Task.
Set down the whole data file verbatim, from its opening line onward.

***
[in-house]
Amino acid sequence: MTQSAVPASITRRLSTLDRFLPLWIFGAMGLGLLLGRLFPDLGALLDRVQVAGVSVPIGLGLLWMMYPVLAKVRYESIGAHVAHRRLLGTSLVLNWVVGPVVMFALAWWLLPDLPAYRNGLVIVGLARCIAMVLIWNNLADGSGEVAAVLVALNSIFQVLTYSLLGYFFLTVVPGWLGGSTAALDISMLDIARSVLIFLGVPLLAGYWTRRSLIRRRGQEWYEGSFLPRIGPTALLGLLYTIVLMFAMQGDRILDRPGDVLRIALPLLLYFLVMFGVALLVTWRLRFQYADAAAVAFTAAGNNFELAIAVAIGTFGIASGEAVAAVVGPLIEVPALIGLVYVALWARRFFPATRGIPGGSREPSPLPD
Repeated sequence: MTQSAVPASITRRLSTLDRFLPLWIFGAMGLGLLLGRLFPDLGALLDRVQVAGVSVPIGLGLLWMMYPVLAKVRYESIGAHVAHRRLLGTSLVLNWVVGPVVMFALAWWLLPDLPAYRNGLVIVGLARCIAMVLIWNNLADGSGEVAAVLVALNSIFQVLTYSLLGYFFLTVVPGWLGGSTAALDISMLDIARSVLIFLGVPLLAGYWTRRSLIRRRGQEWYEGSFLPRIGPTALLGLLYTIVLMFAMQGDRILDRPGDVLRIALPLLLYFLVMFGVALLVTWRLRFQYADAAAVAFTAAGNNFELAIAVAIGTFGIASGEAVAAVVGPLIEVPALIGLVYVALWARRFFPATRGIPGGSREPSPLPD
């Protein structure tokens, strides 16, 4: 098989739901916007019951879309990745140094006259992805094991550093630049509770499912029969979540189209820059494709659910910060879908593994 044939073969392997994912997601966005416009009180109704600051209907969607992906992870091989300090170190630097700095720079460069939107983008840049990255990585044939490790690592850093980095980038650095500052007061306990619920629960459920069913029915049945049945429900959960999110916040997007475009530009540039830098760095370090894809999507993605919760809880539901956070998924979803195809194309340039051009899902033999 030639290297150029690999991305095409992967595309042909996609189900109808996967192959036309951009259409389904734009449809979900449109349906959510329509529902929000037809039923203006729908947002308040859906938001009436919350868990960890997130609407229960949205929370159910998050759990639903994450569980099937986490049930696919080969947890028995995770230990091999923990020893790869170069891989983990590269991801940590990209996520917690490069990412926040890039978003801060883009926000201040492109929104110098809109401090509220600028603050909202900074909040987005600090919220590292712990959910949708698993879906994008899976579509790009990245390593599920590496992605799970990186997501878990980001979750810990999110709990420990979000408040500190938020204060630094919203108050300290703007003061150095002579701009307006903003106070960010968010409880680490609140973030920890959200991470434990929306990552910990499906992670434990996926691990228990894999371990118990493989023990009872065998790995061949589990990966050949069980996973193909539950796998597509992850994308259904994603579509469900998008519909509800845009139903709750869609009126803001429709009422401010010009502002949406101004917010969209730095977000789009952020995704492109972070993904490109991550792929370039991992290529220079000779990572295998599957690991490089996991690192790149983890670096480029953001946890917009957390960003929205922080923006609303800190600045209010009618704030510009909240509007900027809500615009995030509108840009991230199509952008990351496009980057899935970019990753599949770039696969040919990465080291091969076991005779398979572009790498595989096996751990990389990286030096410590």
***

[in-house]
Amino acid sequence: MTQSAVPASITRRLSTLDRFLPLWIFGAMGLGLLLGRLFPDLGALLDRVQVAGVSVPIGLGLLWMMYPVLAKVRYESIGAHVAHRRLLGTSLVLNWVVGPVVMFALAWWLLPDLPAYRNGLVIVGLARCIAMVLIWNNLADGSGEVAAVLVALNSIFQVLTYSLLGYFFLTVVPGWLGGSTAALDISMLDIARSVLIFLGVPLLAGYWTRRSLIRRRGQEWYEGSFLPRIGPTALLGLLYTIVLMFAMQGDRILDRPGDVLRIALPLLLYFLVMFGVALLVTWRLRFQYADAAAVAFTAAGNNFELAIAVAIGTFGIASGEAVAAVVGPLIEVPALIGLVYVALWARRFFPATRGIPGGSREPSPLPD
Repeated sequence: MTQSAVPASITRRLSTLDRFLPLWIFGAMGLGLLLGRLFPDLGALLDRVQVAGVSVPIGLGLLWMMYPVLAKVRYESIGAHVAHRRLLGTSLVLNWVVGPVVMFALAWWLLPDLPAYRNGLVIVGLARCIAMVLIWNNLADGSGEVAAVLVALNSIFQVLTYSLLGYFFLTVVPGWLGGSTAALDISMLDIARSVLIFLGVPLLAGYWTRRSLIRRRGQEWYEGSFLPRIGPTALLGLLYTIVLMFAMQGDRILDRPGDVLRIALPLLLYFLVMFGVALLVTWRLRFQYADAAAVAFTAAGNNFELAIAVAIGTFGIASGEAVAAVVGPLIEVPALIGLVYVALWARRFFPATRGIPGGSREPSPLPD
């Protein structure tokens, strides 16, 4: 098989739901916007019951879309990745140094006259992805094991550093630049509770499912029969979540189209820059494709659910910060879908593994 044939073969392997994912997601966005416009009180109704600051209907969607992906992870091989300090170190630097700095720079460069939107983008840049990255990585044939490790690592850093980095980038650095500052007061306990619920629960459920069913029915049945049945429900959960999110916040997007475009530009540039830098760095370090894809999507993605919760809880539901956070998924979803195809194309340039051009899902033999 030639290297150029690999991305095409992967595309042909996609189900109808996967192959036309951009259409389904734009449809979900449109349906959510329509529902929000037809039923203006729908947002308040859906938001009436919350868990960890997130609407229960949205929370159910998050759990639903994450569980099937986490049930696919080969947890028995995770230990091999923990020893790869170069891989983990590269991801940590990209996520917690490069990412926040890039978003801060883009926000201040492109929104110098809109401090509220600028603050909202900074909040987005600090919220590292712990959910949708698993879906994008899976579509790009990245390593599920590496992605799970990186997501878990980001979750810990999110709990420990979000408040500190938020204060630094919203108050300290703007003061150095002579701009307006903003106070960010968010409880680490609140973030920890959200991470434990929306990552910990499906992670434990996926691990228990894999371990118990493989023990009872065998790995061949589990990966050949069980996973193909539950796998597509992850994308259904994603579509469900998008519909509800845009139903709750869609009126803001429709009422401010010009502002949406101004917010969209730095977000789009952020995704492109972070993904490109991550792929370039991992290529220079000779990572295998599957690991490089996991690192790149983890670096480029953001946890917009957390960003929205922080923006609303800190600045209010009618704030510009909240509007900027809500615009995030509108840009991230199509952008990351496009980057899935970019990753599949770039696969040919990465080291091969076991005779398979572009790498595989096996751990990389990286030096410590």